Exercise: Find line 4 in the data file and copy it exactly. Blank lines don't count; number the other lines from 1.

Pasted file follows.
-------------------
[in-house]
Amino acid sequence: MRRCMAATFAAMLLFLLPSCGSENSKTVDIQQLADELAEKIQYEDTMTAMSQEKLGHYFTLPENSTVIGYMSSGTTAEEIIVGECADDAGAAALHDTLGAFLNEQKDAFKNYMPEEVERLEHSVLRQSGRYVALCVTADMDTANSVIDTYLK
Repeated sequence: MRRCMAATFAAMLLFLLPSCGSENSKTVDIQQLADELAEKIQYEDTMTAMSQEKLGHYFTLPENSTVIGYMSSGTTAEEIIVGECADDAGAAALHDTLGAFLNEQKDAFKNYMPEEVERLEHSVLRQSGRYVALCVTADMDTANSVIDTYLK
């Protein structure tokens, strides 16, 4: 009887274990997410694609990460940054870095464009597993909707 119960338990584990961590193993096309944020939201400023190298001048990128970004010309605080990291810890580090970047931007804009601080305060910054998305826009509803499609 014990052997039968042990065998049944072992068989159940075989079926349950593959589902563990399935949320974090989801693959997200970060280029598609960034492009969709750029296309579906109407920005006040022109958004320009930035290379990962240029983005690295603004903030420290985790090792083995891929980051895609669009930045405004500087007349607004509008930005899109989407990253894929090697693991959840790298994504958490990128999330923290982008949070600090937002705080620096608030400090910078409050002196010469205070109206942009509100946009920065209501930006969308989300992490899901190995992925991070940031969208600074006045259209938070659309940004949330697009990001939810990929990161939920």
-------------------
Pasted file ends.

């Protein structure tokens, strides 16, 4: 009887274990997410694609990460940054870095464009597993909707 119960338990584990961590193993096309944020939201400023190298001048990128970004010309605080990291810890580090970047931007804009601080305060910054998305826009509803499609 014990052997039968042990065998049944072992068989159940075989079926349950593959589902563990399935949320974090989801693959997200970060280029598609960034492009969709750029296309579906109407920005006040022109958004320009930035290379990962240029983005690295603004903030420290985790090792083995891929980051895609669009930045405004500087007349607004509008930005899109989407990253894929090697693991959840790298994504958490990128999330923290982008949070600090937002705080620096608030400090910078409050002196010469205070109206942009509100946009920065209501930006969308989300992490899901190995992925991070940031969208600074006045259209938070659309940004949330697009990001939810990929990161939920």